‘He’s Jekyll and Hyde’: The inside story of an Irish barrister and conman

TV review: This is no Netflix true-crime exposé, but an exercise in journalistic diligence

Patrick Russell pleaded guilty in 2019 to the theft of €215,000 from a Kildare company. Photograph: Collins Courts

Patrick Russell pleaded guilty in 2019 to the theft of €215,000 from a Kildare company. Photograph: Collins Courts

 

Paul Murphy’s chronicling of the life and crimes of a serial fraudster, in RTÉ Investigates: Barrister & Conman – The Patrick Russell Story (RTÉ One, 9.35pm), is forensic and shocking.

Russell’s scams are detailed at length, and the case is made that the Garda and Director of Public Prosecutions should have intervened far earlier than they did. (Russell finally received a four-year sentence for theft earlier this month and is currently in Mountjoy Prison.)

But Russell himself remains largely a mystery. Was it greed alone that motivated him? Or were darker demons at play? The question is never entirely answered.

So this isn’t the kind of true-crime exposé you might binge on on Netflix. It is, rather, an exercise of journalistic due diligence as Murphy traces Russell’s progress from defrauding his neighbours in Finglas to running a complicated wheeze involving fake addresses in Manchester and endless assurances to his victims that the money he owed was on its way.

In all, RTÉ Investigates tracked down more than 60 men and women who, over 30 years, were defrauded to the tune of €8 million. 

“He’s Jekyll and Hyde,” says one man unlucky to cross paths with Russell. “He’ll convince people he can do good. But Hyde is never far away.” 

That’s as close we come to unpicking the central imponderable: what sort of person could skate by on the underdog raffishness Russell apparently possessed in abundance while defrauding dozens of people? Especially in Ireland, a country where there is no such thing as a secret and everybody knows everybody else’s business?

Here, the viewer wants to know more. It’s not the sort of programme that attempts psychoanalysis, but a more exhausting delve into Russell’s life, might have proved illuminating.

Still, even this straightforward account of Russell’s crimes is shocking. When one of his neighbours, Esther Wilson, suffered life-changing injuries in a cycling accident, he talked her mother into entrusting to him a portion of the settlement – then had to be taken to court to finally hand it back. And the Wilsons were among the lucky ones.

Russell had by then gone on to enter a business relationship with the former taoiseach Albert Reynolds. And he qualified as a barrister in 2001, notwithstanding the fact that the Wilson family had already been forced to go before a judge looking for their money.

“I couldn’t believe it,” said Esther’s sister, Margaret. “I thought to myself ‘this man has judgments against him and he’s actually practising law’.”

He finally gave the Wilsons their cash back in 2004. Days later he paid €2.5 million for a home on six-acres (that he no longer owns) in Co Dublin.

The Wilsons were only the beginning. David McDonald, a Carlow-based businessman who hired Russell as a tax specialist, lost hundreds of thousands. “That’s another thing that sucks you in: he doesn’t talk down to you,” he says. “He talks with you.”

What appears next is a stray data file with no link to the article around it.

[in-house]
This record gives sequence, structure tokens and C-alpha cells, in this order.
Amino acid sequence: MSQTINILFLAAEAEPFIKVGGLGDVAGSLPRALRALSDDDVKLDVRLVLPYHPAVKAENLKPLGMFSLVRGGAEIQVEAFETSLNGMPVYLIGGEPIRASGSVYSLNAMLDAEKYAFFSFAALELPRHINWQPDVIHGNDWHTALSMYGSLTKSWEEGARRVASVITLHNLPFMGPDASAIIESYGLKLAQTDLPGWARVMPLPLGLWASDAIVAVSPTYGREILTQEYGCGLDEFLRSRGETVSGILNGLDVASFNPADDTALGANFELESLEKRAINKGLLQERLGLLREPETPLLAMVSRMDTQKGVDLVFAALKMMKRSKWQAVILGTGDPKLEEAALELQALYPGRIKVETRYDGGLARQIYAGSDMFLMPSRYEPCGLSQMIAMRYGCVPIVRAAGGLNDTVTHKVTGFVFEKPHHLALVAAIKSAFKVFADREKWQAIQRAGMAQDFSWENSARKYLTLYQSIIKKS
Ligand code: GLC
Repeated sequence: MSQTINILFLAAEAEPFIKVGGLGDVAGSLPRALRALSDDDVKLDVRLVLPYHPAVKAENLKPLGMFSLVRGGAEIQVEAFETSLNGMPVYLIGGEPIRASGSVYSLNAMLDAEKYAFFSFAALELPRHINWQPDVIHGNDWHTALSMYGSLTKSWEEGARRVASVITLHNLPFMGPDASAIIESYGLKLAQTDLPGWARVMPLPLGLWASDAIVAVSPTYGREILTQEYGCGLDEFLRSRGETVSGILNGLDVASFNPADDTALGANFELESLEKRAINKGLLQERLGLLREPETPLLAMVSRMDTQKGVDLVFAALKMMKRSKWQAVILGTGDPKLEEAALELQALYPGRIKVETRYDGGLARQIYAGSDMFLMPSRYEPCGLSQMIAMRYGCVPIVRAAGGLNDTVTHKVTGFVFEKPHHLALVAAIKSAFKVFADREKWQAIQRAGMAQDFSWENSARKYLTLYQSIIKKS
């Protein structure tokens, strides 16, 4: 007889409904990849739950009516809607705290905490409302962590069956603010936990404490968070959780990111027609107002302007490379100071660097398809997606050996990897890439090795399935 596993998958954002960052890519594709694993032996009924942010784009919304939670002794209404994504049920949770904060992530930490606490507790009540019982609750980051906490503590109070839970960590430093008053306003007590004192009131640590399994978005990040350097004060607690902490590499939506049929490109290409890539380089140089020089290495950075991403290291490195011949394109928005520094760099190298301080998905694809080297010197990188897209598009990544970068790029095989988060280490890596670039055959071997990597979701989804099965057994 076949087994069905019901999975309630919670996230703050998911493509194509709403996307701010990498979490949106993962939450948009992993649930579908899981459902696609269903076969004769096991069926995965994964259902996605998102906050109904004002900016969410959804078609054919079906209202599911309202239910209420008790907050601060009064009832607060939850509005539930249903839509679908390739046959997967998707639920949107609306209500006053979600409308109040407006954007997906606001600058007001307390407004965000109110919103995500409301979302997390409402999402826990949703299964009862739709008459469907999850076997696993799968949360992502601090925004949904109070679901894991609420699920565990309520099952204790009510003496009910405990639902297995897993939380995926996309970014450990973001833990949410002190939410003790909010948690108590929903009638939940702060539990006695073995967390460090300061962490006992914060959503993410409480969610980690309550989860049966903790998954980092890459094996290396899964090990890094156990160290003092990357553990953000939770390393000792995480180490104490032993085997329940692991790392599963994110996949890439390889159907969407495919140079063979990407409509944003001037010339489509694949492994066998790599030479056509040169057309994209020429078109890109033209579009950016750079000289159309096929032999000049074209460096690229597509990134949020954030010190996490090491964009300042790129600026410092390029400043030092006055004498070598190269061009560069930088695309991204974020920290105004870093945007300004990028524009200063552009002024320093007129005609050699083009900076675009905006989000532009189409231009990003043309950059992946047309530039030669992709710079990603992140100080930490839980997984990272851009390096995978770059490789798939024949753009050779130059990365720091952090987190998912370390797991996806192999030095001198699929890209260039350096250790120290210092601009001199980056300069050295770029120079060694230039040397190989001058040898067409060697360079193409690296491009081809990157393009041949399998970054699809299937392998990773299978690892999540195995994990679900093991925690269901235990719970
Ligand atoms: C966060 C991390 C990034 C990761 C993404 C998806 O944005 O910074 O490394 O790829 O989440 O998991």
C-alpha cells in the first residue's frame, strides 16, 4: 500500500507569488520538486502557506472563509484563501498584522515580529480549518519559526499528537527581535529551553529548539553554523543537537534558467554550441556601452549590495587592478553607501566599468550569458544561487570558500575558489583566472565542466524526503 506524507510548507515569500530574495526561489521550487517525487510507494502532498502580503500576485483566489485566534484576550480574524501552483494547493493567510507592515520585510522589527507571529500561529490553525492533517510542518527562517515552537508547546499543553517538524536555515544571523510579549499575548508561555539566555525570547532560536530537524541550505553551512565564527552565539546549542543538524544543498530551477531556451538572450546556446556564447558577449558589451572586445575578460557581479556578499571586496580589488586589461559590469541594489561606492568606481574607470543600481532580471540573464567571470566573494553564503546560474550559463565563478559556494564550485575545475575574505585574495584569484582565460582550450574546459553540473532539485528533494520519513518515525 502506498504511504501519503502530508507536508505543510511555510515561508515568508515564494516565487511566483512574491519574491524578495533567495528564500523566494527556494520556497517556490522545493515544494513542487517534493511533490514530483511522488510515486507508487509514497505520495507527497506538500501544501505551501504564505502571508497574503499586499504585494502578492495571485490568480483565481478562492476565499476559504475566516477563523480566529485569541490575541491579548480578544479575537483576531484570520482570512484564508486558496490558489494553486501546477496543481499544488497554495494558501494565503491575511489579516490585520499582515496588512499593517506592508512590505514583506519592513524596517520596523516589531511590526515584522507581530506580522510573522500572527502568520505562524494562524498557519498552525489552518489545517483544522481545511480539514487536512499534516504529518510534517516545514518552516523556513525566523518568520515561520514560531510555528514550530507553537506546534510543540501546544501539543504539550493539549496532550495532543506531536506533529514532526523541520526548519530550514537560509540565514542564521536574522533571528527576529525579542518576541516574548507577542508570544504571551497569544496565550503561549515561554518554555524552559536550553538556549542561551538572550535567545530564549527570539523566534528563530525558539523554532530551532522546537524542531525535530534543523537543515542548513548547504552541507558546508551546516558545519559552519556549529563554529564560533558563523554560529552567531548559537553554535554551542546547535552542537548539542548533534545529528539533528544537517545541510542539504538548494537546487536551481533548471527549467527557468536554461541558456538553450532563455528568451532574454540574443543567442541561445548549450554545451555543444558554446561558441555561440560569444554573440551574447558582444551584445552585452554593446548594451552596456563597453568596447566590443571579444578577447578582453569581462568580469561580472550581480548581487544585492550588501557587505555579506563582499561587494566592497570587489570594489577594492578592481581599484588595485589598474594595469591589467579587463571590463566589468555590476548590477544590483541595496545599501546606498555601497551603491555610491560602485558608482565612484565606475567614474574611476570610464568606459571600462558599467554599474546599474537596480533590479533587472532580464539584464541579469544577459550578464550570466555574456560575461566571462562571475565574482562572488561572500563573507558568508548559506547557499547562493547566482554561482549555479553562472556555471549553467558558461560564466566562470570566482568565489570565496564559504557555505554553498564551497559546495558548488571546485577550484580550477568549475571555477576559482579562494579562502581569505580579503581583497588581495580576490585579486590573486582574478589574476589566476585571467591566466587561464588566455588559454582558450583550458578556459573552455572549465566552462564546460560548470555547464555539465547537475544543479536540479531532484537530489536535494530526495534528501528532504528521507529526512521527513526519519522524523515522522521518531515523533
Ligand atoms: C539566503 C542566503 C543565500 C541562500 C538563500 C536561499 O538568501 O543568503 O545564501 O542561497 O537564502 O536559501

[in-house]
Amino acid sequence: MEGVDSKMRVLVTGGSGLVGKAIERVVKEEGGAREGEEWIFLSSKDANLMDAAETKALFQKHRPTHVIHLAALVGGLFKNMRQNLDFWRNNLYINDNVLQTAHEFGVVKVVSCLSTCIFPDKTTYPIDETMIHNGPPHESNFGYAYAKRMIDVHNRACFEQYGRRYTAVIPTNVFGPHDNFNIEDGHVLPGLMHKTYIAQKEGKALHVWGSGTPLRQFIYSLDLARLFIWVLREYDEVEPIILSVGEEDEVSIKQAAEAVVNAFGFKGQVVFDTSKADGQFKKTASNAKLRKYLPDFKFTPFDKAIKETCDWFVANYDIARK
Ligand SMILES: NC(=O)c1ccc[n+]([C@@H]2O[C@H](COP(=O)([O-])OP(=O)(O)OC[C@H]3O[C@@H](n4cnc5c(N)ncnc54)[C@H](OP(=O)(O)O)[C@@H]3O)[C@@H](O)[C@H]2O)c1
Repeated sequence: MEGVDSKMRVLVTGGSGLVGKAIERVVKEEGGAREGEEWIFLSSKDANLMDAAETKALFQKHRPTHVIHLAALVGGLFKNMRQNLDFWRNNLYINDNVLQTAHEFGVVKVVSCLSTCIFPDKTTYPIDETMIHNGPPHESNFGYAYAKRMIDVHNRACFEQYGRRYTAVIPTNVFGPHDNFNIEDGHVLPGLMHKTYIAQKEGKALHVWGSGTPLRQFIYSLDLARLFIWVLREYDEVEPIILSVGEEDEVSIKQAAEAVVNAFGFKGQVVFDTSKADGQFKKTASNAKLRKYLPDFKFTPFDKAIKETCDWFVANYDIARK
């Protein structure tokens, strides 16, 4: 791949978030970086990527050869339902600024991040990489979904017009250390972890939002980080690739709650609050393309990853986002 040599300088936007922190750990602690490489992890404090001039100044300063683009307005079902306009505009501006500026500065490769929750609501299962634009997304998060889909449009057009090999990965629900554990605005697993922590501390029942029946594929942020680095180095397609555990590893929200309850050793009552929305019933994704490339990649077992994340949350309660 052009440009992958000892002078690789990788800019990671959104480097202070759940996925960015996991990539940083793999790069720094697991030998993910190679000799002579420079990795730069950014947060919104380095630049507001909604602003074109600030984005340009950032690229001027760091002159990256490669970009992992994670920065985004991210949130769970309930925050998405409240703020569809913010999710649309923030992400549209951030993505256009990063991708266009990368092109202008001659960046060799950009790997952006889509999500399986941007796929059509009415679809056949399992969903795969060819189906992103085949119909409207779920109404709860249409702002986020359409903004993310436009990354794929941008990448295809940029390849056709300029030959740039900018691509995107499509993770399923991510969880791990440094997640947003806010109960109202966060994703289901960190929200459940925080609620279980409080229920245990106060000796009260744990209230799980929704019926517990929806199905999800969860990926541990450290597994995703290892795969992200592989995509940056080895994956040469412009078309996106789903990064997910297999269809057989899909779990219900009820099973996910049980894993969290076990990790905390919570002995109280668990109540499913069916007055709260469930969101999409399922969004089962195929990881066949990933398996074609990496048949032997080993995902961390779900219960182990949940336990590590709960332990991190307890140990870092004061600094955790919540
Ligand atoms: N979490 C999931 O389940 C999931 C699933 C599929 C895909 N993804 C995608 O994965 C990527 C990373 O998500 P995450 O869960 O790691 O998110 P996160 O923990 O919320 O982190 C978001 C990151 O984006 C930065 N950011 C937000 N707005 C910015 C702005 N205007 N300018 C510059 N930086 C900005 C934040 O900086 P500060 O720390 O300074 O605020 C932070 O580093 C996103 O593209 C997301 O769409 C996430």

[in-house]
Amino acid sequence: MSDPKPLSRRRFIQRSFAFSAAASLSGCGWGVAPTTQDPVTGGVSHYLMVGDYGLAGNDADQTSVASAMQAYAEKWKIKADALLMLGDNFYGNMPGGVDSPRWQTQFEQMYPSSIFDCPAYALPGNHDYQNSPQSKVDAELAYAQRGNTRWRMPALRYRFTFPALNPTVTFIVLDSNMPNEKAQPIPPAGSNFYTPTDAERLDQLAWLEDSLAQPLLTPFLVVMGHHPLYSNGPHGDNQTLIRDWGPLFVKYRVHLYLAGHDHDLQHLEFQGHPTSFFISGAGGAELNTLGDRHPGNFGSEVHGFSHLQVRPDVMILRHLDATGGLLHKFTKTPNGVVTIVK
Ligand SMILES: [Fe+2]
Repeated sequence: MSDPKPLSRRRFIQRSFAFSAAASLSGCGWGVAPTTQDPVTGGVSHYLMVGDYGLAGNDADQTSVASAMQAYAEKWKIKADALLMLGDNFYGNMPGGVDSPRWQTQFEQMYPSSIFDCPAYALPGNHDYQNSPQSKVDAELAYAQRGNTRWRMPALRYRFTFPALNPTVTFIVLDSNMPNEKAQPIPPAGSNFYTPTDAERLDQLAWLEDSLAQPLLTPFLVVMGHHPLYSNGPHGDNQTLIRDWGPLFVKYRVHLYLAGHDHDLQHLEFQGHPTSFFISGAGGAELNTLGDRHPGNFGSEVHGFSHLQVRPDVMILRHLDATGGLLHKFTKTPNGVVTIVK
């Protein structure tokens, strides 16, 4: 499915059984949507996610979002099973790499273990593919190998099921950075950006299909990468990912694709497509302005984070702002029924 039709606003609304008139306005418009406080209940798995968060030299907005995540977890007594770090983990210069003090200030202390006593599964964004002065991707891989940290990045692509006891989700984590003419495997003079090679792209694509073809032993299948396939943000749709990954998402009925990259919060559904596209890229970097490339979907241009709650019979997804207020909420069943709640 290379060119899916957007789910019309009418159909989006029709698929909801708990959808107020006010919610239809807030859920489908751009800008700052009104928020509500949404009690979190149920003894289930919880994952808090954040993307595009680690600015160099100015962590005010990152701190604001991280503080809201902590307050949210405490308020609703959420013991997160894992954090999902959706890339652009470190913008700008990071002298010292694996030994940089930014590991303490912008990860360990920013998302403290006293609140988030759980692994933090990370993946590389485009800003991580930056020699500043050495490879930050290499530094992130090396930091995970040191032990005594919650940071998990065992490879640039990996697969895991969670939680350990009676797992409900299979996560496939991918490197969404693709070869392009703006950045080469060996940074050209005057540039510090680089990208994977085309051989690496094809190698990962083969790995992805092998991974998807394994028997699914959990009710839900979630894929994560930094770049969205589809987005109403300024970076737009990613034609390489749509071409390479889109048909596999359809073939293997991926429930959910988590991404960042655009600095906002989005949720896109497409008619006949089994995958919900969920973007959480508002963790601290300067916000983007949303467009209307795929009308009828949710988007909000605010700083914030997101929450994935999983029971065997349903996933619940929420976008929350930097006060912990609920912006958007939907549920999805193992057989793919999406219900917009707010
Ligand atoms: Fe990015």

The roll-call of victims grew longer and longer. Russell took €100,000 from the musicians Foster and Allen; €800,000 from a businesswoman based in Offaly; €400,000 from the golfer Damien McGrane.

He would finally attempt one scam too far, and in 2019 he pleaded guilty to stealing €215,000 from the owner of a small trucking company in Kildare.

But as Murphy points out, Russell could have already been behind bars had the DPP and Garda acted on the information presented years earlier.

There will always be people such as Russell. The slowness of Ireland’s public institutions was arguably the real theme here.

“It is the policy of this office not to comment on individual cases, and we will not be providing a representative for interview,” is the frustrating response from the DPP when asked why it didn’t prosecute Russell on the basis of information furnished by the Garda fraud bureau.

One of the final scenes is of Murphy accosting Russell with a boom mic.“No comment, no comment, no comment”, a still inscrutable Russell says as he crosses the road. We have learned about his crimes but not about the mind that orchestrated them.

The Irish Times Logo
Commenting on The Irish Times has changed. To comment you must now be an Irish Times subscriber.
SUBSCRIBE
GO BACK
Error Image
The account details entered are not currently associated with an Irish Times subscription. Please subscribe to sign in to comment.
Comment Sign In

Forgot password?
The Irish Times Logo
Thank you
You should receive instructions for resetting your password. When you have reset your password, you can Sign In.
The Irish Times Logo
Please choose a screen name. This name will appear beside any comments you post. Your screen name should follow the standards set out in our community standards.
Screen Name Selection

Hello

Please choose a screen name. This name will appear beside any comments you post. Your screen name should follow the standards set out in our community standards.

The Irish Times Logo
Commenting on The Irish Times has changed. To comment you must now be an Irish Times subscriber.
SUBSCRIBE
Forgot Password
Please enter your email address so we can send you a link to reset your password.

Sign In

Your Comments
We reserve the right to remove any content at any time from this Community, including without limitation if it violates the Community Standards. We ask that you report content that you in good faith believe violates the above rules by clicking the Flag link next to the offending comment or by filling out this form. New comments are only accepted for 3 days from the date of publication.